It's hard to believe anything goes on in this dark strip of seemingly neglected warehouses in the city's west end, north of St. Clair. Until, following the light from the only lit warehouse around, I hear the whir of bikes and cheers. I'm in the right place. I knock loudly on the handle-less solid steel door and immediately all is quiet. A suspicious voice asks, "Who's there?"
When I hear people repeating my name questioningly, I shout, "Is Taro there?" That's it - the door opens and I'm in. Tonight, Taro is the password to this secretive affair.
Inside, the long skinny warehouse has wall-to-wall ramps. The guy who let me in quickly locks the door and a few of the assembled BMXers look at me warily. As I search for a familiar face, someone calls out,"What's up, Colin?"
Looking up, I see Taro Saito chilling on a platform above the ramps. This is the home of the Inner City Circle, and Taro is one of the original members.
Sick of having no indoor facilities where they can ride their BMX bikes in the winter, the Inner City Circle have set out to change that. After two weeks of cleaning this former auto shop, gathering wood and designing and constructing the park, the ramps are finally complete. So this is a night of celebration.
The riders jump, spin, grind and slap the ramps as I head up the rickety ladder to the chill room. Saito is watching the riders and yelling encouragement. I pull up a chair and ask him what the secrecy is all about.
"This is the only indoor skate park that allows bikes and is TTC-accessible. The word has spread. We just don't want the place overcrowded right away."
But there are other reasons.
With plans to go public in the future, the group is still working on getting waivers printed and learning about the legal side of running a skate park. Insurance costs a fortune. Some skate parks choose to operate without insurance, but the risk of lawsuits in the event that someone gets hurt are financially too big to contemplate.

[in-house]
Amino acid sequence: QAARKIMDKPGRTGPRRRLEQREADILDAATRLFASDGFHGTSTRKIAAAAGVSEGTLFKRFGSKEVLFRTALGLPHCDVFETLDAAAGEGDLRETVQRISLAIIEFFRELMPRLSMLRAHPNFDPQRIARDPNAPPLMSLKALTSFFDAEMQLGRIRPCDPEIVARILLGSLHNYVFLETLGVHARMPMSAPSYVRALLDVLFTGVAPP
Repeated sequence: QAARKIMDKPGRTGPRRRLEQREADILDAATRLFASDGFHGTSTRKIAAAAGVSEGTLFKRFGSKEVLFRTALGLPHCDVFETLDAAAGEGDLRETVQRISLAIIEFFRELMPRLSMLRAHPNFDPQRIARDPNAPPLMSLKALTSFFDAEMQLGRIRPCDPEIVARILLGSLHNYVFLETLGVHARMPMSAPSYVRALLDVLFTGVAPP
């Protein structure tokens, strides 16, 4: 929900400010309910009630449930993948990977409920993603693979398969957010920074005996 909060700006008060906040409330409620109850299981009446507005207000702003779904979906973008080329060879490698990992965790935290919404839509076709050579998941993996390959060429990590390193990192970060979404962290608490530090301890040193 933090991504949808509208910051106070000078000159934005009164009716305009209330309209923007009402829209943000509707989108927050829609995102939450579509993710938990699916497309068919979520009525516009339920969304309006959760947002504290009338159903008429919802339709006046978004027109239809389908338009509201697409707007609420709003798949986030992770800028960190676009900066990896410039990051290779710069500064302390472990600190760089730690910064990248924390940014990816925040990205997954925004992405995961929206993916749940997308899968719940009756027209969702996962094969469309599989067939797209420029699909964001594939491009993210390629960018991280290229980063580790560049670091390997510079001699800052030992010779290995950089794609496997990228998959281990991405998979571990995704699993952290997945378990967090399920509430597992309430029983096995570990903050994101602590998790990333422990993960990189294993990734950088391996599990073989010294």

For now, Inner City Circle members, a mishmash of high-schoolers, university students, landscapers, truck drivers and production assistants, are happy just to have a private place to ride. All of them have a key to the warehouse and can ride any time, day or night.
"This is so cool," says Saito. "It reminds me of, like, 15 years ago, when people just pulled together and got shit done. People are pouring their blood, sweat and tears into this thing."
And then the inevitable happens: someone gets hurt. Yves Tremblay misses a ramp and his face smashes into the masonite. His body slides limply down the ramp. He's out cold.
People rush over, a first-aid kit comes out, and when we realize how serious this is, an ambulance is called. It's the second time in two weeks that a call has been made.
Before long, the police show up with two paramedics in tow. Yves is carried out on a spinal board. We later learn he has a broken cheekbone and may need plastic surgery. But it's par for the course.
"It's expected," says Saito of the accident. "It's bound to happen here or there."
The accident puts something of a damper on the evening, but the riding continues. As every BMXer knows, you progress by paying your dues. Yves is currently paying his.
When Burlington professional BMX rider Mike Wilkinson arrives, it's obvious he's impressed. It's his first time here, and the ramps are much better than he expected. He shakes Saito's hand with a huge grin on his face. "This place is mint," says Wilkinson. "This is a huge dream of mine."
Saito laughs appreciatively. "I think this is a dream of everyone I know."